Perinatal hypoxia-ischemia resulting in death or lifelong disabilities remains a major clinical disorder. Neonatal models of hypoxia-ischemia in rodents have enhanced our understanding of cellular mechanisms of neural injury in developing brain, but have limitations in simulating the range, accuracy, and physiology of clinical hypoxia-ischemia and the relevant systems neuropathology that contribute to the human brain injury pattern. Large animal models of perinatal hypoxia-ischemia, such as partial or complete asphyxia at the time of delivery of fetal monkeys, umbilical cord occlusion and cerebral hypoperfusion at different stages of gestation in fetal sheep, and severe hypoxia and hypoperfusion in newborn piglets, have largely overcome these limitations. In monkey, complete asphyxia produces preferential injury to cerebellum and primary sensory nuclei in brainstem and thalamus, whereas partial asphyxia produces preferential injury to somatosensory and motor cortex, basal ganglia, and thalamus. Mid-gestational fetal sheep provide a valuable model for studying vulnerability of progenitor oligodendrocytes. Hypoxia followed by asphyxia in newborn piglets replicates the systems injury seen in term newborns. Efficacy of post-insult hypothermia in animal models led to the success of clinical trials in term human neonates. Large animal models are now being used to explore adjunct therapy to augment hypothermic neuroprotection.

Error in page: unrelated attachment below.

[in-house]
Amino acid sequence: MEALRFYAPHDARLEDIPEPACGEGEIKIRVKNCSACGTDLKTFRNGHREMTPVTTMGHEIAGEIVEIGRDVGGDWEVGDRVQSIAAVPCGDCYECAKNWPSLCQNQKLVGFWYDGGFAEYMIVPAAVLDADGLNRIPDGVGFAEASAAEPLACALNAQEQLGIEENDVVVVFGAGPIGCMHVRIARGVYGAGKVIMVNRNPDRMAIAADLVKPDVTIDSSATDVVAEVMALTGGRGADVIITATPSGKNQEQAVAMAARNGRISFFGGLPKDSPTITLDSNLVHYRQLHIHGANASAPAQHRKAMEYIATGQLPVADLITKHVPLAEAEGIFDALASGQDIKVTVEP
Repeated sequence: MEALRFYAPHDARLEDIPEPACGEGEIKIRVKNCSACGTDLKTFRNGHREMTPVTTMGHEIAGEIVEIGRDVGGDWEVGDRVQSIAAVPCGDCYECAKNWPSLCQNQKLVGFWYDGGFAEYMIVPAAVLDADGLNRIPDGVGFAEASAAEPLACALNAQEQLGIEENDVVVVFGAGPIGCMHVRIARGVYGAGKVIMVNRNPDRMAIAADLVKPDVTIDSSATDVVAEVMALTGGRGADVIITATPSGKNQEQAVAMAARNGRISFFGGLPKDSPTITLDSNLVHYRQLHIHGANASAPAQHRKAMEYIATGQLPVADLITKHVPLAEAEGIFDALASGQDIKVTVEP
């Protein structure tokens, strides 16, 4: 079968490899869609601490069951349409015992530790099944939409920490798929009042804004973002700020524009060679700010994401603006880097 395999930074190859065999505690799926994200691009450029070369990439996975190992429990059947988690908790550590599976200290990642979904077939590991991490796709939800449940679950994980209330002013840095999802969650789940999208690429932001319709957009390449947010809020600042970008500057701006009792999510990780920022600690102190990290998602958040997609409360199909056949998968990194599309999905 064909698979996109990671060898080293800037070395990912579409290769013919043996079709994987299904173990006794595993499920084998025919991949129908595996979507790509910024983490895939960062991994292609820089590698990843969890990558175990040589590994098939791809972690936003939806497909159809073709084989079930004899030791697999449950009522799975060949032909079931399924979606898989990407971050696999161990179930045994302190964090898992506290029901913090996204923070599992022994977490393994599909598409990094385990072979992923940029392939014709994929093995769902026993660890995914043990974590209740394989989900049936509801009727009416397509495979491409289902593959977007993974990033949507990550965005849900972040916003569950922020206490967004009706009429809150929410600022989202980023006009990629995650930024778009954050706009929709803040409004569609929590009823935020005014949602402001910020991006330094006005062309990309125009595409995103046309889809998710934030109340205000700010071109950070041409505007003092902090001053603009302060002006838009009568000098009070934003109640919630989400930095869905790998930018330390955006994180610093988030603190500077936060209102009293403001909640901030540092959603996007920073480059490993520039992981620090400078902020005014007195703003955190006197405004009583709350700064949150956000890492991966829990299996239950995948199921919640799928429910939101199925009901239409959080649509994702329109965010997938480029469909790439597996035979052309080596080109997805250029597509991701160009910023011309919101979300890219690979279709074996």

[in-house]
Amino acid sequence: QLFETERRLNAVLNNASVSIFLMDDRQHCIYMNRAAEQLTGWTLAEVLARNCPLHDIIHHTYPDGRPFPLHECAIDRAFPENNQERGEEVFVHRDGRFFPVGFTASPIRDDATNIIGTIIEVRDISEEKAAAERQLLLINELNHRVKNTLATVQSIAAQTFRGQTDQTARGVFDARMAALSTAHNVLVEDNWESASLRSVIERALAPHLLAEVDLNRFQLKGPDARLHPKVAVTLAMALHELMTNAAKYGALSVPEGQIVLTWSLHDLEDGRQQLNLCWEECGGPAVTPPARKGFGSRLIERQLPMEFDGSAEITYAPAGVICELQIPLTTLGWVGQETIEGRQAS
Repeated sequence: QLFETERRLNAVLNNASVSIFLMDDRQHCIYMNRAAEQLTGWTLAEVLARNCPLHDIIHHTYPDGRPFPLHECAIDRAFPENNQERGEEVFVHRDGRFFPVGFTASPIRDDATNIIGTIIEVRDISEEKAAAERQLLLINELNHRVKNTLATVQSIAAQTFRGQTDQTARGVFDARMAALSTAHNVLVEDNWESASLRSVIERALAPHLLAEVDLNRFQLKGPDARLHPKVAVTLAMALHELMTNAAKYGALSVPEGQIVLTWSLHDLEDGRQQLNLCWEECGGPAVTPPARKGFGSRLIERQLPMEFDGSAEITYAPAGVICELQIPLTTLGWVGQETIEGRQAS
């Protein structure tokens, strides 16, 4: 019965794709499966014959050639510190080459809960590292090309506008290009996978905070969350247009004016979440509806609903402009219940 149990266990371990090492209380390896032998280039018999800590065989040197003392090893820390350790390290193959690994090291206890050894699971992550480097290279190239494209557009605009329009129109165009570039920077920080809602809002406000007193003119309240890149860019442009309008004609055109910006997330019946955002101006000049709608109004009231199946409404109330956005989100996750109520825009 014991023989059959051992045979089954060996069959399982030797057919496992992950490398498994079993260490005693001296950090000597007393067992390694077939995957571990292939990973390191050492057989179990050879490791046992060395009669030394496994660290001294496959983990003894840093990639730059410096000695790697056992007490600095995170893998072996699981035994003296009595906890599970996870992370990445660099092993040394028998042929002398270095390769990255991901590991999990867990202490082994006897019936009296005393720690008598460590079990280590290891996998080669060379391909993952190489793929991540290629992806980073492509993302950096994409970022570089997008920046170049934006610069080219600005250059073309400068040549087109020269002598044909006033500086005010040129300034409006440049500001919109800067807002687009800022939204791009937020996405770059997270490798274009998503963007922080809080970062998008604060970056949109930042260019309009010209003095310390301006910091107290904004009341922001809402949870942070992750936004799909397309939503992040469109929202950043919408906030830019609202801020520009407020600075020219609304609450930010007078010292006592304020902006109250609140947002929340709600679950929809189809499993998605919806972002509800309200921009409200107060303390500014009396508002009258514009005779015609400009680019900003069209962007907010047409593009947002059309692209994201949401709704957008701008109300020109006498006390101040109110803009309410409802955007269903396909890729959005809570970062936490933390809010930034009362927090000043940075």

- Animal model
- selective neuronal vulnerability
ASJC Scopus subject areas
- Clinical Neurology
- Cardiology and Cardiovascular Medicine